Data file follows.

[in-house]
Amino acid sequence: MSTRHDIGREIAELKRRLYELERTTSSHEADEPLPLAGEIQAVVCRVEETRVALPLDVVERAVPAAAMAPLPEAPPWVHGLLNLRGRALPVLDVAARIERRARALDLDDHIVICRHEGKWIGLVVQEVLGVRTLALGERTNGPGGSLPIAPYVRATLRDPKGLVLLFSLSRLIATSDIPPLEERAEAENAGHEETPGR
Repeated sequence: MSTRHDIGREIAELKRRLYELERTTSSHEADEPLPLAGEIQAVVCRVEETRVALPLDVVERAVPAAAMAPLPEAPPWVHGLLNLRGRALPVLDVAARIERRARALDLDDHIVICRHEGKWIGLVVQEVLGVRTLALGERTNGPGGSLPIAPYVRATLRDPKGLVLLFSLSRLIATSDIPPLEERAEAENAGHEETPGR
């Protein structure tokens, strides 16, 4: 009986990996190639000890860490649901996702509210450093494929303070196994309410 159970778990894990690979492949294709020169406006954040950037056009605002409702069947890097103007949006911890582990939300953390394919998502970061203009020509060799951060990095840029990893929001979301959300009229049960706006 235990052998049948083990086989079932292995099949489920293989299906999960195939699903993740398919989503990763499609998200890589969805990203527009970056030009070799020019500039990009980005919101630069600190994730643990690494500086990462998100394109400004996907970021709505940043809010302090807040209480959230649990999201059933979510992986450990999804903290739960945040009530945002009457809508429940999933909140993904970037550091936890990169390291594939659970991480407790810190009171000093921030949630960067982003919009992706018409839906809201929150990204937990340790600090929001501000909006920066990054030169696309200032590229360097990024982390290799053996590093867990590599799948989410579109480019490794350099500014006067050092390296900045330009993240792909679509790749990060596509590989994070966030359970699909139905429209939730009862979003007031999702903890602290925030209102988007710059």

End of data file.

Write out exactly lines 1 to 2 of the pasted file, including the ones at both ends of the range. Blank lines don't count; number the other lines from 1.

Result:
[in-house]
Amino acid sequence: MSTRHDIGREIAELKRRLYELERTTSSHEADEPLPLAGEIQAVVCRVEETRVALPLDVVERAVPAAAMAPLPEAPPWVHGLLNLRGRALPVLDVAARIERRARALDLDDHIVICRHEGKWIGLVVQEVLGVRTLALGERTNGPGGSLPIAPYVRATLRDPKGLVLLFSLSRLIATSDIPPLEERAEAENAGHEETPGR